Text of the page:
In 1924, he obtained his Ph.D. in the course of editing this edition (1926). Six years later, he edited fragments of Buddhist sūtras from the Madhyamāgama of the Sarvāstivādins (1932). The arrangement of this book was to become standard for all editions of Sanskrit texts from the Turfan finds. A careful transcription of the manuscripts is followed by a reconstruction of the wording of the text, this being backed up by the parallel Pāli, Chinese and Tibetan versions of the text, when available. His masterly editions of the Mahāparnirvāṇa-, the Mahāvadāna- and the Catuṣpariṣatsūtra follow exactly this model. Nearly every year, almost until the time of his death, Waldschmidt published editions of Turfan texts for scholarly journals and festschrifts, which have been collected in two volumes (1967, 1989). A great number of smaller fragments he made available in the five volumes of the catalogue “Sanskrithandschriften aus den Turfanfunden” four of which he himself published between 1965 and 1980 (the fifth appeared posthumously in 1985). And it was Waldschmidt who conceived the plan of a thesaurus-like dictionary of the Sanskrit Turfan texts, which will be completed within the next years. Several of Waldschmidtʼs pupils, such as Herbert Härtel, Kusum Mittal, Dieter Schlingloff, Valentina Stache-Rosen and Chandrabhal Tripathi, worked along the lines of their teacher and edited texts when sufficient manuscripts were to hand.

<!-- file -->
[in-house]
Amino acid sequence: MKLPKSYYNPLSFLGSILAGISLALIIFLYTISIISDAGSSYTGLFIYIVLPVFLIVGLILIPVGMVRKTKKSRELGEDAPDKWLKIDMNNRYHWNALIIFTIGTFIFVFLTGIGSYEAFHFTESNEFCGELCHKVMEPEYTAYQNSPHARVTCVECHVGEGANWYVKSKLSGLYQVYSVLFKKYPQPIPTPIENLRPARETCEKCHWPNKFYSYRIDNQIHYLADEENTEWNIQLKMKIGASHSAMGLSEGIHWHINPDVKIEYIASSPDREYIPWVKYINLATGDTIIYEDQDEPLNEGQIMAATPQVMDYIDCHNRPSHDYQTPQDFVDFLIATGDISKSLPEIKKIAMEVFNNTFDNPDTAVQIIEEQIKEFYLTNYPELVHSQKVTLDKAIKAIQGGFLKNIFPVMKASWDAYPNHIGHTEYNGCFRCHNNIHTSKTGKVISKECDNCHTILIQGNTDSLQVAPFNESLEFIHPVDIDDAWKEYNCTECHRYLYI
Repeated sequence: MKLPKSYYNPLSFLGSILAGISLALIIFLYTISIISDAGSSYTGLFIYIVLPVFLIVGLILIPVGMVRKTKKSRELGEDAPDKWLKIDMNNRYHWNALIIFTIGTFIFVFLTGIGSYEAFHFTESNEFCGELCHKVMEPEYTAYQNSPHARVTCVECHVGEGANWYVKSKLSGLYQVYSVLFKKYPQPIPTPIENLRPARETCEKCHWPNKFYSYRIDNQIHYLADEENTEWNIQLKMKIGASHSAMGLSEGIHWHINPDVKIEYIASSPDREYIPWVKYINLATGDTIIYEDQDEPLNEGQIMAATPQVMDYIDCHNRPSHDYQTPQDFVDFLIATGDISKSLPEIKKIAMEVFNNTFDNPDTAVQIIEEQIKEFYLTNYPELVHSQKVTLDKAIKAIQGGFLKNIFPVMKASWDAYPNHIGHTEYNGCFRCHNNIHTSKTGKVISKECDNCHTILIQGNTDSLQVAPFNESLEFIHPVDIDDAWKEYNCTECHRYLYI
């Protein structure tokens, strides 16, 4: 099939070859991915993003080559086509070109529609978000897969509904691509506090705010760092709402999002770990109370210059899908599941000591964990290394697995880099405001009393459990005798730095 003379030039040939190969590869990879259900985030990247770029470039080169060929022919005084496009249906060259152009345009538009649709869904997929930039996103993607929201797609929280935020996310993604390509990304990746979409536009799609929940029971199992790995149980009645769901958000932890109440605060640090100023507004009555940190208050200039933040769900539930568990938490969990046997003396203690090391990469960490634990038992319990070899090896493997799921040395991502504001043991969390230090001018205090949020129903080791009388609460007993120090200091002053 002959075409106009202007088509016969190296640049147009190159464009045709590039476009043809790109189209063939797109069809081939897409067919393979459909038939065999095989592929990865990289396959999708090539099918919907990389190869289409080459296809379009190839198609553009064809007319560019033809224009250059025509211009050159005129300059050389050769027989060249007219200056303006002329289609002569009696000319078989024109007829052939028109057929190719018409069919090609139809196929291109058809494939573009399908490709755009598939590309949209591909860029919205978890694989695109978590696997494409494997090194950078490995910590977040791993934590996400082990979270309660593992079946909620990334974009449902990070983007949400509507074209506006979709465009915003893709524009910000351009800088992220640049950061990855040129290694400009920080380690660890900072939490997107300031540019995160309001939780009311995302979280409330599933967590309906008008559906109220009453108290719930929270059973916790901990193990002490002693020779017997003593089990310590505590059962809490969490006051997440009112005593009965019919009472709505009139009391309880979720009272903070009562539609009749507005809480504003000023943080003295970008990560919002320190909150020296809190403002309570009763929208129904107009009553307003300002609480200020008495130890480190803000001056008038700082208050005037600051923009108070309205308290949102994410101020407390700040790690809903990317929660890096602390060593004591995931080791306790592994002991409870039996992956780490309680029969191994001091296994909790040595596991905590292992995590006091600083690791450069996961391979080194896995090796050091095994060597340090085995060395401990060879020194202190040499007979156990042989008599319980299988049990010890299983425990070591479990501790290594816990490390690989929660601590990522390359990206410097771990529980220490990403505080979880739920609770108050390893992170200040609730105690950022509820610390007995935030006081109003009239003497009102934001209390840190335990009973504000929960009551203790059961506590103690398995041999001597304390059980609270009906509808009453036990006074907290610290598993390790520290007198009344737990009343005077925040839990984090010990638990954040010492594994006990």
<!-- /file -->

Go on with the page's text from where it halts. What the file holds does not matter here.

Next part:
As a result of his work at the “Museum für Völkerkunde”, Waldschmidt became interested in Indian and Central Asian art. Hence, his very first publication was a book about the early mediaeval art of Central Asia (1925). It was followed by a – controversially received – approach to the dating of the wall paintings of monasteries in the Turfan oasis (1928, 1933) and by a new edition of Grünwedelʼs “Buddhistische Kunst in Indien” (1932a). Travelling a lot in India and adjacent countries, he was also interested in folk art and handicrafts. Indeed, together with his wife Rose Leonore, he published several books on these topics.
Waldschmidt was a real Maecenas for Indology. Already during his lifetime he bequeathed his house and library to the indological Institute of the University of Goettingen, whereas in Berlin he founded the “Stiftung Ernst Waldschmidt”, which supports indological research and edits the “Monographien zur indischen Archäologie, Kunst und Philologie”.